City makes layoffs
Mayor Steve Bach once again is reaching for the pink slips. According to sources, the city's planning department will say goodbye to Dick Anderwald, land development review division manager; Michael Maloney, planning assistant; Denise Tortorice, planner II; and Brett Veltman, development review enterprise manager.
Traffic engineering is suffering two losses: Robert Stinson, maintenance technician 2, and David Krauth, principal traffic engineer. Bach's office refused to confirm the layoffs or comment by the Indy's deadline, but sources say an e-mail to staff Friday cited financial needs for the layoffs. That, despite a budget surplus this year. The workers' last day is Oct. 8. — J. Adrian Stanley
Panhandling ban on agenda
City staff will begin discussions Monday with City Council on a possible panhandling ban for downtown Colorado Springs, as well as part of the west side known as No Man's Land. The controversial proposed ordinance was being looked at by the city attorney's office to determine legal viability. City Attorney Chris Melcher is expected to discuss options and make recommendations.
Council's informal meeting — at which no formal action can be taken — is at City Hall, 107 N. Nevada Ave., at 1 p.m., Monday, Aug. 27. — J. Adrian Stanley
Gessler tries new tactic
Secretary of State Scott Gessler thinks he's figured out a novel way to track down Colorado's illegal voters — by form letter. His office is sending out 4,000 letters essentially asking recipients to clarify their citizenship. He told CBS 4 in Denver: "It's a pretty straightforward, friendly letter saying, 'Hey, we need your help to make sure the voter rolls are clean.'"
What happens if people simply choose to ignore these friendly letters? As Elena Nunez, executive director of Colorado Common Cause, points out, no one really knows. Gessler, she says, "has not been transparent about his game plan. I find it concerning that our chief elections officer ... is choosing to focus on questioning voters' eligibility instead of working on policies to ensure all eligible voters are able to participate." — Chet Hardin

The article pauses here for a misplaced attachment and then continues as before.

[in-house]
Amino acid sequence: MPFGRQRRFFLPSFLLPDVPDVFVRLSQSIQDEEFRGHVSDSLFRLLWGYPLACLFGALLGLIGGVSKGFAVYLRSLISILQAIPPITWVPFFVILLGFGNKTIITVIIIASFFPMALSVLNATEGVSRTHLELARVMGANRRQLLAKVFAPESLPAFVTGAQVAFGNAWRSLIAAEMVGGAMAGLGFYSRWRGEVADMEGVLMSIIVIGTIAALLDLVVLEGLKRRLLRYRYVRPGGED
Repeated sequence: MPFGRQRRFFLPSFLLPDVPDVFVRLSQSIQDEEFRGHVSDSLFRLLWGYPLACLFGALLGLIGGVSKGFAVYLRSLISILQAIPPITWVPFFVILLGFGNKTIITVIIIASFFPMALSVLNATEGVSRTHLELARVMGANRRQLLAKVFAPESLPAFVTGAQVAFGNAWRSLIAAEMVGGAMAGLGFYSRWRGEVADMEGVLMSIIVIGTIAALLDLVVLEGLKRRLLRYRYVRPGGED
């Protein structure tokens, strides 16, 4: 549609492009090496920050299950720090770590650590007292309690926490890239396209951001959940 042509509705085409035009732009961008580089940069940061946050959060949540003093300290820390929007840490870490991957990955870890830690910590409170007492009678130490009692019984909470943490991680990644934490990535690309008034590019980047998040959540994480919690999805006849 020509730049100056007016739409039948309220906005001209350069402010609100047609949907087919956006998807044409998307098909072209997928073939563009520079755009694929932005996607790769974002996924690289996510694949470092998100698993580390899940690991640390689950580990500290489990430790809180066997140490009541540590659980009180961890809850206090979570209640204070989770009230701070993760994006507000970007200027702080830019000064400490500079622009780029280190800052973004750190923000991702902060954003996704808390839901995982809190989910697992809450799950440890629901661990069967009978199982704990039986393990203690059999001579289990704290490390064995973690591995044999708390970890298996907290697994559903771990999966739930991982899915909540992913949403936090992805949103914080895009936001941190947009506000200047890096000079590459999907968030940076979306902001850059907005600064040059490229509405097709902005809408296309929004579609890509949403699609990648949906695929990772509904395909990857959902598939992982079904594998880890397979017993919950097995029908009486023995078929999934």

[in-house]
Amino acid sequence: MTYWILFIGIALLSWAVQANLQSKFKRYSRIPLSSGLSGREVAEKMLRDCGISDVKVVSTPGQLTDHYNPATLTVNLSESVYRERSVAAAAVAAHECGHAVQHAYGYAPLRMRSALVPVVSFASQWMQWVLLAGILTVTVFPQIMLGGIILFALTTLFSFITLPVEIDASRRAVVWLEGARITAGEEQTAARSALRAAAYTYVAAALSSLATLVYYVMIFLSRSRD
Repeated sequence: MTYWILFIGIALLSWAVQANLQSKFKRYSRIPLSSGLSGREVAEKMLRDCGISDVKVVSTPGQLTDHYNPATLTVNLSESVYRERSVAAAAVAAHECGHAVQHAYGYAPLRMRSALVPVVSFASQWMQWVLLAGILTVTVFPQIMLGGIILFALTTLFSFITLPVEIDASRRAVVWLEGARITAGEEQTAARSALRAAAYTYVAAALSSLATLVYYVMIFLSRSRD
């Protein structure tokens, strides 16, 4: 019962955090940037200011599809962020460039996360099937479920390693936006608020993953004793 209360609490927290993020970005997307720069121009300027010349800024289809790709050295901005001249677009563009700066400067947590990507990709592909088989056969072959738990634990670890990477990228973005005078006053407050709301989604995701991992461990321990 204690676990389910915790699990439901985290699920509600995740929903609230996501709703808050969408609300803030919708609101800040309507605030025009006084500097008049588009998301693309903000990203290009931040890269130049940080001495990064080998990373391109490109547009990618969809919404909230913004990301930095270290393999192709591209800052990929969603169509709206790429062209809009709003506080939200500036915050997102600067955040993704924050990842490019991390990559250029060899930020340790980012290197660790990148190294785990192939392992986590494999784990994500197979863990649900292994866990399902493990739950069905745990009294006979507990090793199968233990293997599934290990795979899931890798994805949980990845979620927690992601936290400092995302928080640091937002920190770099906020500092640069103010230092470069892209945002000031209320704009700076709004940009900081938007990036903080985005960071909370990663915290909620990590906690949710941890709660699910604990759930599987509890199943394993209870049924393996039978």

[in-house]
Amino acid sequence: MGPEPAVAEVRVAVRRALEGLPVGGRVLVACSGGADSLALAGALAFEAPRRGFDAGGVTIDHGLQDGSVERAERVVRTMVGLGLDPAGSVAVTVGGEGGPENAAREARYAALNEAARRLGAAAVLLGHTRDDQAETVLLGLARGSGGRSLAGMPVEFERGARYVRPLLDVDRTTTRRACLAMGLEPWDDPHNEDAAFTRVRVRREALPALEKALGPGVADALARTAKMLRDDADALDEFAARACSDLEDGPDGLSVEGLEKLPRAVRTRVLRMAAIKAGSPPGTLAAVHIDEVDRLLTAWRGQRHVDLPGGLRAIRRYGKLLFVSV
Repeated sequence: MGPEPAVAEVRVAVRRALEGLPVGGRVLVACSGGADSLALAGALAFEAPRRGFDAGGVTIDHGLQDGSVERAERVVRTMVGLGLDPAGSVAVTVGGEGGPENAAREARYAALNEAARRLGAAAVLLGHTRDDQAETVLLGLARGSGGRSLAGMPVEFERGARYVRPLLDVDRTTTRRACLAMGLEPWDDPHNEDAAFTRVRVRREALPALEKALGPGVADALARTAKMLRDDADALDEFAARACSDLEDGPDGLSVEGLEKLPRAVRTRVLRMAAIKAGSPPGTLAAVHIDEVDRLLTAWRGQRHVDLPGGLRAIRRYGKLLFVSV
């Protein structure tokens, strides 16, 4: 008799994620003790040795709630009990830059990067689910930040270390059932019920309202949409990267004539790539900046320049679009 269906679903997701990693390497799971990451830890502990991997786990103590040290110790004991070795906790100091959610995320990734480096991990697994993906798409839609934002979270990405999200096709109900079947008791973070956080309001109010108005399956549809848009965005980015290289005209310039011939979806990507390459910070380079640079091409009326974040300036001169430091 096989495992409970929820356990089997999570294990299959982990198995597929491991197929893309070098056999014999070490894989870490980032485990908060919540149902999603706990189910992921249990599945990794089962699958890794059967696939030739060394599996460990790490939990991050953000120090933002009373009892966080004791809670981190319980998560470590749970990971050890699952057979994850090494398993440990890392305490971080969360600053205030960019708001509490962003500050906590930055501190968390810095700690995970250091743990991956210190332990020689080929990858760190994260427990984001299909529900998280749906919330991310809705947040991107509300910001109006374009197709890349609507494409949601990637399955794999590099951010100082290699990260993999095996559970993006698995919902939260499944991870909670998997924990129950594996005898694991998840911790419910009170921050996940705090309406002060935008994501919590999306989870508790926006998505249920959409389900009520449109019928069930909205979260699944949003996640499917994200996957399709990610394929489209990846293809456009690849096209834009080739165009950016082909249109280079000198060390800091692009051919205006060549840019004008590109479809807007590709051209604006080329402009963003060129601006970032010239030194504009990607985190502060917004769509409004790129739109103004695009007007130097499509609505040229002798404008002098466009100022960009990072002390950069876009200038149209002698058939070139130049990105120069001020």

Manitou's BAC vandalized
Last Wednesday, an individual or group entered the Business of Art Center's Venue 515, stopped up every sink in the building, taped over floor drains, and let the water flow. BAC executive director Natalie Johnson estimates the damage at about $100,000, and though much will likely be covered by insurance, she figures the BAC should raise about $10,000 to cover ancillary costs. The damage done to artwork includes two paintings worth more than $10,000 each.
Ten businesses renting space in Venue 515 are severely affected, their offices not functional. Manitou police have no concrete leads, but Johnson thinks it might be someone with a mental illness.
Venue 515 could reopen in three to four weeks, and Johnson hopes to have it be better than ever. According to an e-mail blast sent Monday, plans include a "new and improved Gift Gallery" and "coffee/soup/tea bar/café" both slated for Sept. 1.
Stargazers Theatre and Event Center will host a BAC benefit at 7 p.m., Thursday featuring the J. Miller Band. Also, a "Group Hug" event last Saturday netted 30 new memberships and 15 renewals. — Edie Adelstein
Liability cap uncertain